Island shopkeeping a piece of Cake

Kimber Wysong says “Cake” is a women’s-clothing boutique on a European or San Francisco model. - ROGERICK ANAS/Staff Photo
Kimber Wysong says “Cake” is a women’s-clothing boutique on a European or San Francisco model.
— image credit: ROGERICK ANAS/Staff Photo

As one who has spent her fair share of time in stores, Kimber Wysong thought owning a shop would be fun.

She tried to persuade her sister to open a store, but the sister opted for school instead.

So with her youngest in kindergarten, Wysong decided to do it herself. When a small retail space opened up on Madrone Lane, she jumped at the opportunity, and hung out a shingle announcing “Cake.”

“This is something I’ve always wanted to do, but I’ve been busy with kids,” Wysong said. “I’ve been a patron at a lot of stores, and some of my friends with shops have been a great source of inspiration.”

With a small space – the nook near Churchmouse formerly occupied by Fuzzy Monkey, which has moved to larger quarters – and an upscale line of women’s clothing, the term “boutique” seems to fit Cake. That’s the effect Wysong is trying to create.

“I want this to be something like a little boutique in Europe or San Francisco,” she said. “The space is so small that everything makes an impact.”

The clothing is casual-to-stylish, relatively upscale for Bainbridge, and aimed at women 17 and up – clothes that women might have had to go to Seattle to find.

She chose her inventory on shopping trips to San Francisco and Los Angeles, as well as through magazine research, and will stock brands like Ella Moss and Paper, Denim & Cloth. The store carries several kinds of handbags in addition to the clothes.

“It’s a little Frenchy – a girlie store,” Wysong said. “With two kid boys and a husband boy, it’s kind of nice to get my girl fix.”

Wysong and husband Jeff have been busy since mid-October renovating the space. They’ve added a decorative tin ceiling, new light fixtures, and an array of racks and cabinetry that create what Wysong calls “the little nooks and crannies” that make a small space intriguing.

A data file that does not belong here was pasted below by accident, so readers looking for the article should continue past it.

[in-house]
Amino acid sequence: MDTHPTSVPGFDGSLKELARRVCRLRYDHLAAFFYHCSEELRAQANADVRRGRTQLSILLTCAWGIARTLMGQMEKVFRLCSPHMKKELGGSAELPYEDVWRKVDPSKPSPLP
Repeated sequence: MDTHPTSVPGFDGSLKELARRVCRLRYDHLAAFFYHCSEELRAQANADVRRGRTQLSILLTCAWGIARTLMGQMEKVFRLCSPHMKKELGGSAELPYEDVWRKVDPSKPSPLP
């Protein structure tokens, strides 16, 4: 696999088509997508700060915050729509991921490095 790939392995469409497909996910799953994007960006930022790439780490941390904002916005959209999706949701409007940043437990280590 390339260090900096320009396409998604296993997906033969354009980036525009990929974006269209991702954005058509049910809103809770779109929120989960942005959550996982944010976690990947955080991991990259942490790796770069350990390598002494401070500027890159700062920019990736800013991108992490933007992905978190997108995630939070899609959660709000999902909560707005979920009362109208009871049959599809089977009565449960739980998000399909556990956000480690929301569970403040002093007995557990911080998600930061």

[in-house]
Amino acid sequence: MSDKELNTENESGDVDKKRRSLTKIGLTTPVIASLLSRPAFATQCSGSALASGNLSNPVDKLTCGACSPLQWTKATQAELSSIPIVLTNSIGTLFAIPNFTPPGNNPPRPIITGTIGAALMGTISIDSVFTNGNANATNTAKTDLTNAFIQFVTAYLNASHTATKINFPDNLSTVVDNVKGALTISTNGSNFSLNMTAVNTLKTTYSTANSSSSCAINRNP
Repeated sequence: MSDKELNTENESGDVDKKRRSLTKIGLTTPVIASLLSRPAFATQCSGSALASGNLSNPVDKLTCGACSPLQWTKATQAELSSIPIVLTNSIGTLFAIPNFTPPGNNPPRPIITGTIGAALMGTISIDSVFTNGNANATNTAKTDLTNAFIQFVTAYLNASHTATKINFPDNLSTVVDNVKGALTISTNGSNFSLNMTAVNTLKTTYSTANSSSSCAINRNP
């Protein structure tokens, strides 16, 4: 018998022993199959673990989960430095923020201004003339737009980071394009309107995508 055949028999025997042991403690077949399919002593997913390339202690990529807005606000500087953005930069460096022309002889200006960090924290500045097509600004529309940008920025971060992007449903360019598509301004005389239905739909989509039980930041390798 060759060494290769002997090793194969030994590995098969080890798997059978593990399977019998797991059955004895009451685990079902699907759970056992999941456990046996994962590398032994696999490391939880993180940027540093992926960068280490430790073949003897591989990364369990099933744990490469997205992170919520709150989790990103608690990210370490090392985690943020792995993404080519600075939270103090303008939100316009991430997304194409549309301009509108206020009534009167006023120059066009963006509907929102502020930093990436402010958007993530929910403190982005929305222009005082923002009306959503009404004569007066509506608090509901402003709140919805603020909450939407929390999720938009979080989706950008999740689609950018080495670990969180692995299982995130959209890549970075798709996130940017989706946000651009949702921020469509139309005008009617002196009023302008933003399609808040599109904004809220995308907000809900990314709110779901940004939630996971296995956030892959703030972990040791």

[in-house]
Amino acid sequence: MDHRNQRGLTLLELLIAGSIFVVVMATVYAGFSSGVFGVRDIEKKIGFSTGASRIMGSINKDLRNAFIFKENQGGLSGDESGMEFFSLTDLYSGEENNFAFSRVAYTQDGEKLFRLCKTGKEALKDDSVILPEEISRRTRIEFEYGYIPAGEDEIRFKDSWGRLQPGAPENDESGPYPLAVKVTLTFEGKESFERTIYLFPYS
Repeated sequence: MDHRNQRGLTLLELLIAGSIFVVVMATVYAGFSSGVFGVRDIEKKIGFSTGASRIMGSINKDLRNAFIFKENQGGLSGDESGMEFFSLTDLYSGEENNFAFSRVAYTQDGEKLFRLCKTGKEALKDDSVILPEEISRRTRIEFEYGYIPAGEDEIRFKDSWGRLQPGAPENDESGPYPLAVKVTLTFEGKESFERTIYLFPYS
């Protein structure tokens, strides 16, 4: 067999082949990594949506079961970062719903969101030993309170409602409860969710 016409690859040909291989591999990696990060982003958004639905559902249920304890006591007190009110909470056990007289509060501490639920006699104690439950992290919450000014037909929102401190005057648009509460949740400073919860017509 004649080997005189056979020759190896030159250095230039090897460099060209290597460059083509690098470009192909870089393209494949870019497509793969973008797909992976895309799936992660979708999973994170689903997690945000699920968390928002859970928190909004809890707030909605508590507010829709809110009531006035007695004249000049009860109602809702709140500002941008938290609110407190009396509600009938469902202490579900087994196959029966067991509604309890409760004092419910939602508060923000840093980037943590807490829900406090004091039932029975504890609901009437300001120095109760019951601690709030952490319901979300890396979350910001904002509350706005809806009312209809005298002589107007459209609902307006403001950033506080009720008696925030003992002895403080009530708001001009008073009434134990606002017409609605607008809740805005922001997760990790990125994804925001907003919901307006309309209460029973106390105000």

The space is also right-sized for a start-up enterprise, Wysong said.

“It’s manageable, especially if I have one of the kids here,” she said. “And people respond well. When it’s small, it’s really charming.”

The Wysongs, who both have a real-estate background, have spent weekends at their South Beach home for a couple of years, but moved to the island fulltime from Seattle’s Laurelhurst area in June “because we wanted to raise our boys here.”

The island is not only conducive to child-rearing, Wysong said, but to the kind of laid-back retailing she had envisioned.

“The word-of-mouth reaction to the store tells me there is a wonderful network of women on the island,” she said. “And I like the fact that you can put a sign in the window saying ‘out to lunch with the kids’ and people will understand.”

The early reception to the store, which opened two weeks ago, has been promising, especially because it has not been especially seasonal, the Wysongs say.

“Even though it’s the holiday season, the people who have been coming in have been buying for themselves, not for gifts,” Jeff Wysong said.

And opening a store has been a fine introduction to Bainbridge.

“It’s a great way to meet other women without doing the whole mom thing,” Kimber Wysong said, “and it’s a wonderful way to feel like you’re part of something. But of all the things I’ve done, I think it may be the most nerve-wracking.”

Sometimes, she said, it can be hard to remember that she is on the other side of the counter now.

“The second day we were open, I signed the charge slip myself,” she said, “then I had to tell the customer that it was because I’m so used to signing them myself, not handing them to other people.”

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